Sunday, September 9, 2012

Becoming and letting go.

This post will have absolutely nothing to do with creative endeavors, even though there are many in the making.
Instead it will be my place to record some random thoughts that have flitted through my heart and mind in the past few days.
         My mother-in-law passed away quietly yesterday.  She was 87 years old and up until the last week in the hospital, she lived at home.  She did not have great health in the last few years and we are all rejoicing because she is now freed from her body that got old and sick.
She was a stalwart matriarch of her family.  A no nonsense, black and white, straight as a rod, righteous woman.
            When I came into the family, I was a young bride and had lots to learn about making a home and family.   I know she was shocked when asking me about what my education pursuits were and I answered..."fine arts".  In those days, that would have been considered a bit frivilous.  But as time went on and she could see that I was serious about raising my children first and being an artist second, I think she understood me better.
              In those early years, we were starving students and we had taken on many years of college that she never got to do.  When we came home for the weekend she would go down to her cellar and load a box of things that sustained us.  And there were always those extra things like chocolate chips and condensed milk tucked in with the hamburger packages from the freezer.  We were so grateful for those groceries.
I remember one birthday when I had not had anything new for such a long while.  She sent me 50 dollars for some wardrobe help and I will never forget that kindness.  It was a lot of money in my pocket.  She made little overalls for baby Steven and quilts for all my babies to love.  She made a quilts for my beds and quilts for all the grown children. When I had back surgery in Florida, she came to help with my little children.  When Steven got his eagle scout award, she came alone on the airplane to celebrate with us. She loved to "surprise" us at wedding receptions and graduations.
I was impressed with how much my husband loved his mother.  When we went home, his favorite time was sitting with she and his dad around the kitchen table telling stories and catching up oh, and laughing.  This bunch were great laughers....that hearty, laugh with your gut laugh. During these past few years of ill health, he called her every Sunday and went to see her as often as he could.  He is a good example of a faithful son.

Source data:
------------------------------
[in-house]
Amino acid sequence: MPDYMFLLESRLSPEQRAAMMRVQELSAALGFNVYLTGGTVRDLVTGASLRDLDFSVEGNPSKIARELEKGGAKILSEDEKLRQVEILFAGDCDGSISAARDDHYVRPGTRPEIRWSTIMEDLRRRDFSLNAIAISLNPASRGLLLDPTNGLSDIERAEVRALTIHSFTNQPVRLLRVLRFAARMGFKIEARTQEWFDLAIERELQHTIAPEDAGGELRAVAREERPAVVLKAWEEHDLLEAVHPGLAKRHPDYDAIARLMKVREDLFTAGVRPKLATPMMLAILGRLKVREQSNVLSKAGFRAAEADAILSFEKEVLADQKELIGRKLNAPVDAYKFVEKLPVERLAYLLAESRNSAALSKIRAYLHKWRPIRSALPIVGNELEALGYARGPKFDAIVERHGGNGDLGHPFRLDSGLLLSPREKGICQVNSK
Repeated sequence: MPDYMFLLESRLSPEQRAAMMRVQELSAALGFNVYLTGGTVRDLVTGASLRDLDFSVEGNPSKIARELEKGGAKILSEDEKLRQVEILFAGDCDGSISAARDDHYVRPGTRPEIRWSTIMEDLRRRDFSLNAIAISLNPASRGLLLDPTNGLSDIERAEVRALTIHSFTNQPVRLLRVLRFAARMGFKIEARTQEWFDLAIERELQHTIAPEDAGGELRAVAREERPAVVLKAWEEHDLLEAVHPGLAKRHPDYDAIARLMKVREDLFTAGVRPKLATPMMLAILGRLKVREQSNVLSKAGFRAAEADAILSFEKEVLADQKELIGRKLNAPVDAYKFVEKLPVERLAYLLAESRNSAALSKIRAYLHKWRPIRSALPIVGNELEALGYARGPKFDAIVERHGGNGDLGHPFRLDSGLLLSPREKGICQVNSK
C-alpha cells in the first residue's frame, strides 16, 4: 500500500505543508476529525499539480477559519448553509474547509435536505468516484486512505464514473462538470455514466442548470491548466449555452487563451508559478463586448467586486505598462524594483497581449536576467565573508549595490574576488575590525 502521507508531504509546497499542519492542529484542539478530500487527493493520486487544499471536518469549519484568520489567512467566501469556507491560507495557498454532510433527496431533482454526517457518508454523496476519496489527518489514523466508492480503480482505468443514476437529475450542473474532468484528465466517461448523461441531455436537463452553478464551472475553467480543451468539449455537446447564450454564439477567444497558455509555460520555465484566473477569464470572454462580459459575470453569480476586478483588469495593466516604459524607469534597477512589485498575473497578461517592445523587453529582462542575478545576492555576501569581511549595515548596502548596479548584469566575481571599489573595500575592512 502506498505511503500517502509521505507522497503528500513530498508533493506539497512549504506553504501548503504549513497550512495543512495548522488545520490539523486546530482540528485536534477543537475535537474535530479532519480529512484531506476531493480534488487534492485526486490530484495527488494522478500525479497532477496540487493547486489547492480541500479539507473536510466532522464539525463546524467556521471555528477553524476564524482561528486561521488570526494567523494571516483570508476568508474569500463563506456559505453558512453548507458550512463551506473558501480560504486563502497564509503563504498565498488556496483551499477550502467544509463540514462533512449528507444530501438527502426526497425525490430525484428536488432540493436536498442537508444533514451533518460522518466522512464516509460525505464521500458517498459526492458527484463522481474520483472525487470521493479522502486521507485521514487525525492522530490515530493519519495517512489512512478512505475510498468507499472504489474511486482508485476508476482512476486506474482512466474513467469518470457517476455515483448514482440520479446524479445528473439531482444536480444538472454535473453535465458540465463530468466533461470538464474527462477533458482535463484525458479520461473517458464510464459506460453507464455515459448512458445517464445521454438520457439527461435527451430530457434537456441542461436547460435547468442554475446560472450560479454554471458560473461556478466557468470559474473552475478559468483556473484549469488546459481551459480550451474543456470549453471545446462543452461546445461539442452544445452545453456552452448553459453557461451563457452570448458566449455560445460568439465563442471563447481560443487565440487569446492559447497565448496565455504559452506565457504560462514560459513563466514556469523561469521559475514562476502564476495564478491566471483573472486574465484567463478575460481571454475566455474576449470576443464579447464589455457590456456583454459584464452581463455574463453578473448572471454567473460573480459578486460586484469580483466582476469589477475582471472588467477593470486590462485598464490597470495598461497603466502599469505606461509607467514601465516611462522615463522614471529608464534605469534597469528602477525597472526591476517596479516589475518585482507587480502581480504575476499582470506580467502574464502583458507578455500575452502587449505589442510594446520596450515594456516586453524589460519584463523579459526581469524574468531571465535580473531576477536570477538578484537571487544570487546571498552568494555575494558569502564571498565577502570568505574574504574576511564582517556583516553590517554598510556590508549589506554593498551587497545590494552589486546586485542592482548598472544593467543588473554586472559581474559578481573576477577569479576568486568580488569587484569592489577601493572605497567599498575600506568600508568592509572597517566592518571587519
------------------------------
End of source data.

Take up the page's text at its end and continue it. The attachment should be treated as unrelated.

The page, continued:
Lest you be mistaken, I did not always get along with Mary.  I know that my ways were not always what she would do herself, but she always made me feel welcome in her home. One thing that she did on every occasion that we might be somewhere that people might not know me, she would take me by the arm and introduce me.  Every time.  Cooking for her family was very important to her.  Many times she stood over us and made sure everyone ate well at her table!  She made cookies for every trip we ever made there.  The boys loved to raid her freezer for cookies there.  I have gotten many great recipes from her.  She took rolls to the widows at Christmas and bread to grieving neighbors.
          I know that she loved my children, and she was so good to tend them for a week when we had to go to company meetings out of town.  I knew they would be safe and taken good care of.  She worked hard at making them photo albums and recipe books.  I was especially touched by the way that she learned to love my autistic son Neil.  It was tough in the early years to understand his needs but once she figured out that he loved Lucky Charms cereal, there was a big box for him when we came. She also made him french toast because she knew he loved it for breakfast.
       So now that she has passed, I feel sad.  It was so odd to be in her home yesterday hunting for papers and instructions for the funeral.  That home holds a good 60 years of memories that belong to a good family. Not perfect but normal in all the ways that holds a family together. She was the last string that bound them to this valley home. When we return a few weeks from now to sort out her earthly things, it will be strange-this unraveling of her days.  I am not ready.  Not ready yet to give up those clear, cool summer mornings in that old house with bacon wafting upstairs to stir us.  Or the gentle breezes flitting through the massive trees in the front yard where we sat lazy in the lawn chairs.  Nor the anticipation of little children as we pulled up to see Grandma peeking out the kitchen window.  But time marches away and she will now be settled with her spouse up on that green hill that overlooks this quiet town.  And the memories of her will just have to do.


  1. That is very sad but you said it so beautifully.

  2. You put this very well -what a lady and what a reunion!